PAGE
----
These blogs chart the ever-changing landscape, flora and fauna, of the Strinesdale Nature Reserve in Oldham, Greater Manchester.
Saturday, 14 April 2018
May 2018 -- Pied wagtail and the common primrose
Up to now this spring has been largely devoid of pleasant weather. The
rain, the bitter cold and lack of sunlight have made one long for change.
At the farthest end of the R.S.P.C.A centre grows a fine colony of the
common primrose (Primula vulgaris) some plants having spread into the small
United Utilities facility next door. This humble flower has over many years
been developed by hybridisers into a variety of brightly coloured forms, and
yet the pale yellow original has a simplicity and charm which for centuries has
held the attention of poets and artists. The primrose once grew in some
profusion in the countryside and a late Victorian book on wild flowers tells of
the plant’s popularity among people displaced by the industrial revolution. ‘Great
numbers of the roots are transported each spring into London and other large
towns, and in many a back street and squalid alley the pot of primroses is a
link between the present and the past, and recalls many an association with the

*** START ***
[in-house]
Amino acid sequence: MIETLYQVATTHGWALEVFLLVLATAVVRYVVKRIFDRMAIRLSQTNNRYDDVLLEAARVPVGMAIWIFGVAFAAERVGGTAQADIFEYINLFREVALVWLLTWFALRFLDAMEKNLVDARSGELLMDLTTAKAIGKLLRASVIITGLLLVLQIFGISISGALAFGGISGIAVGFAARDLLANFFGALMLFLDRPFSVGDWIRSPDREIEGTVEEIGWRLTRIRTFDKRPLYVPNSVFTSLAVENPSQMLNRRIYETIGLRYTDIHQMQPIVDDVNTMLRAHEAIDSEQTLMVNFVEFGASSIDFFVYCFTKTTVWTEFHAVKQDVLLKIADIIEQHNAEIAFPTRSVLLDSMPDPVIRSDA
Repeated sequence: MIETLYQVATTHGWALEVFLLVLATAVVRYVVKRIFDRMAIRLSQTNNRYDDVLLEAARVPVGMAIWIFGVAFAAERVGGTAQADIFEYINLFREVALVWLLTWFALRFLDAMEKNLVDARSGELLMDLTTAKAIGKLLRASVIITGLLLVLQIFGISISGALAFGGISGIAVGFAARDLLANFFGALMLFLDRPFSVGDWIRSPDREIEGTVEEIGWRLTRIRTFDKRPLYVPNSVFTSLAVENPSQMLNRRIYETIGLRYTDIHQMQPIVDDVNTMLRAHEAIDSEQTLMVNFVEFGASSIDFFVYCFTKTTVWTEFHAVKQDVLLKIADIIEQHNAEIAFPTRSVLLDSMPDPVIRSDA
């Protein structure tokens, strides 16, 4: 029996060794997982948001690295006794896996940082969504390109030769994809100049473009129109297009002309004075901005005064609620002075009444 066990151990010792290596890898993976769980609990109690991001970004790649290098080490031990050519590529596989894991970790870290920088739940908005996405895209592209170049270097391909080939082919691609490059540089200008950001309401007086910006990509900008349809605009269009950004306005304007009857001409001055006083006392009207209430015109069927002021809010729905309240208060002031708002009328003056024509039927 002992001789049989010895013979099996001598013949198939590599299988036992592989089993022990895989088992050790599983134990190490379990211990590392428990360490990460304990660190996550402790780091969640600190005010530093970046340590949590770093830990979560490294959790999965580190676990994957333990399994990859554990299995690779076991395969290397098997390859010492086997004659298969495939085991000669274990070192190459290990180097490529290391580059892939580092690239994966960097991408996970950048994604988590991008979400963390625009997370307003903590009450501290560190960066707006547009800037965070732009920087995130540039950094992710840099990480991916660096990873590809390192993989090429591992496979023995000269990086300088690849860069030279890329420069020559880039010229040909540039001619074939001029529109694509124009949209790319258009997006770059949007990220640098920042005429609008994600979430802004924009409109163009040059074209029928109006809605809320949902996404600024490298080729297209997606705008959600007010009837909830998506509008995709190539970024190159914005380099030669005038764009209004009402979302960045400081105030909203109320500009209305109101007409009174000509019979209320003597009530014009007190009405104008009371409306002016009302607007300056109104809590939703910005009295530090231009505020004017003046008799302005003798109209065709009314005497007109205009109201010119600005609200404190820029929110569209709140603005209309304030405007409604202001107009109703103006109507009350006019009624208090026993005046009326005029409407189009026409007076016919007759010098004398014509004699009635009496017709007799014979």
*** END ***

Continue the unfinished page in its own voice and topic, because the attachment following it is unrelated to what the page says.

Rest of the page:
bygone days to those whose lot now confines them to very different
As peace and quietness become ever more difficult to find, local
reservoir sites offer tranquillity and stillness. On a dull morning recently I
was walking by Denshaw reservoirs, the all-pervading greyness seeming to subdue
any sense of colour, when a black and white bird landed on the fence. It was a
Pied Wagtail — not a species to attract attention when pecking around on the
ground — but in the misty light it appeared smart and interesting like a good
The upper reservoir there is indeed a tranquil spot and a
venerable Sycamore tree slightly overhangs the water. Still bare of leaves it
looked beautiful. The pitted trunk, plastered with moss and lichen looks as if
it would fit perfectly into a Japanese temple garden. Walking back to the road
it was reassuring to hear the rolling call of the Curlew and as the sun briefly
shone a skylark burst into song.
The common small birds of Strinesdale are now very
active, Great Tit, Chaffinch, Dunnock etc., and after such a vicious blast as
the Beast from the East one wonders what their survival strategies are. Today I
was pleased to hear (for me) the first Blackcap of spring.